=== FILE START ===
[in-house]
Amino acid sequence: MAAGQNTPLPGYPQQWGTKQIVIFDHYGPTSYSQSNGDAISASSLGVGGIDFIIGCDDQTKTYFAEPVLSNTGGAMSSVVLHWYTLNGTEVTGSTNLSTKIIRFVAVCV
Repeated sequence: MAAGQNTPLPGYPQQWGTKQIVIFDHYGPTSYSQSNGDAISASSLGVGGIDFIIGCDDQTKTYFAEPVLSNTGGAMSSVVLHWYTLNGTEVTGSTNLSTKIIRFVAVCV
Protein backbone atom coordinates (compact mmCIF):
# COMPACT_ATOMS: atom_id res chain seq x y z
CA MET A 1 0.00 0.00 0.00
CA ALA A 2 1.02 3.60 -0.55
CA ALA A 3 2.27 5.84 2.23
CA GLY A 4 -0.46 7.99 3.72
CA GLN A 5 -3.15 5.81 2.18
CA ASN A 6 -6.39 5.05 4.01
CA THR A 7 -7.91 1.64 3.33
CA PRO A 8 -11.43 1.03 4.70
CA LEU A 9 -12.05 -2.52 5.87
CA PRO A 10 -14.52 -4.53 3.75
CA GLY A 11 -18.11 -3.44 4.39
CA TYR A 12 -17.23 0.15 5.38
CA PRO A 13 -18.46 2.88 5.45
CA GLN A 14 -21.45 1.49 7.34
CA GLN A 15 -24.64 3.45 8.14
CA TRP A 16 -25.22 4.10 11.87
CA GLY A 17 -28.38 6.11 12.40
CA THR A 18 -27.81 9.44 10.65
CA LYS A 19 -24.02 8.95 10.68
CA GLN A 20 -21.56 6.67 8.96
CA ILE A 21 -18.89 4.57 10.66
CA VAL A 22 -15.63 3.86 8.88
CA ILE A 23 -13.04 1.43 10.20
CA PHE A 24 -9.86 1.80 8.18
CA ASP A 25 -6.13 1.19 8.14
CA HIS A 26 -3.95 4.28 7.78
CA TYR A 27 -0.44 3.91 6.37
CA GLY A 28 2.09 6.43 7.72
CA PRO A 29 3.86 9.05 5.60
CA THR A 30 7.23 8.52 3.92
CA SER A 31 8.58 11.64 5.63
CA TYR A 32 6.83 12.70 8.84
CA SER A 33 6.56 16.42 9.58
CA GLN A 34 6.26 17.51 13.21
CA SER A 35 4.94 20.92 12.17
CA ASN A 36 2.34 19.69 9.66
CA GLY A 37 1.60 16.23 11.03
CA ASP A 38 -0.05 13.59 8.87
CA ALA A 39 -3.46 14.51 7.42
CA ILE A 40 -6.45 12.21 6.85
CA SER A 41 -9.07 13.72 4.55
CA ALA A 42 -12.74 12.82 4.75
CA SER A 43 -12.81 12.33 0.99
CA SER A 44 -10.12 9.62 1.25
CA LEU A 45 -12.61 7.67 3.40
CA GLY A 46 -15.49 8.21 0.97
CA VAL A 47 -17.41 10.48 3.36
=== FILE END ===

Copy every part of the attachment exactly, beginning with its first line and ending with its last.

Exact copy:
[in-house]
Amino acid sequence: MAAGQNTPLPGYPQQWGTKQIVIFDHYGPTSYSQSNGDAISASSLGVGGIDFIIGCDDQTKTYFAEPVLSNTGGAMSSVVLHWYTLNGTEVTGSTNLSTKIIRFVAVCV
Repeated sequence: MAAGQNTPLPGYPQQWGTKQIVIFDHYGPTSYSQSNGDAISASSLGVGGIDFIIGCDDQTKTYFAEPVLSNTGGAMSSVVLHWYTLNGTEVTGSTNLSTKIIRFVAVCV
Protein backbone atom coordinates (compact mmCIF):
# COMPACT_ATOMS: atom_id res chain seq x y z
CA MET A 1 0.00 0.00 0.00
CA ALA A 2 1.02 3.60 -0.55
CA ALA A 3 2.27 5.84 2.23
CA GLY A 4 -0.46 7.99 3.72
CA GLN A 5 -3.15 5.81 2.18
CA ASN A 6 -6.39 5.05 4.01
CA THR A 7 -7.91 1.64 3.33
CA PRO A 8 -11.43 1.03 4.70
CA LEU A 9 -12.05 -2.52 5.87
CA PRO A 10 -14.52 -4.53 3.75
CA GLY A 11 -18.11 -3.44 4.39
CA TYR A 12 -17.23 0.15 5.38
CA PRO A 13 -18.46 2.88 5.45
CA GLN A 14 -21.45 1.49 7.34
CA GLN A 15 -24.64 3.45 8.14
CA TRP A 16 -25.22 4.10 11.87
CA GLY A 17 -28.38 6.11 12.40
CA THR A 18 -27.81 9.44 10.65
CA LYS A 19 -24.02 8.95 10.68
CA GLN A 20 -21.56 6.67 8.96
CA ILE A 21 -18.89 4.57 10.66
CA VAL A 22 -15.63 3.86 8.88
CA ILE A 23 -13.04 1.43 10.20
CA PHE A 24 -9.86 1.80 8.18
CA ASP A 25 -6.13 1.19 8.14
CA HIS A 26 -3.95 4.28 7.78
CA TYR A 27 -0.44 3.91 6.37
CA GLY A 28 2.09 6.43 7.72
CA PRO A 29 3.86 9.05 5.60
CA THR A 30 7.23 8.52 3.92
CA SER A 31 8.58 11.64 5.63
CA TYR A 32 6.83 12.70 8.84
CA SER A 33 6.56 16.42 9.58
CA GLN A 34 6.26 17.51 13.21
CA SER A 35 4.94 20.92 12.17
CA ASN A 36 2.34 19.69 9.66
CA GLY A 37 1.60 16.23 11.03
CA ASP A 38 -0.05 13.59 8.87
CA ALA A 39 -3.46 14.51 7.42
CA ILE A 40 -6.45 12.21 6.85
CA SER A 41 -9.07 13.72 4.55
CA ALA A 42 -12.74 12.82 4.75
CA SER A 43 -12.81 12.33 0.99
CA SER A 44 -10.12 9.62 1.25
CA LEU A 45 -12.61 7.67 3.40
CA GLY A 46 -15.49 8.21 0.97
CA VAL A 47 -17.41 10.48 3.36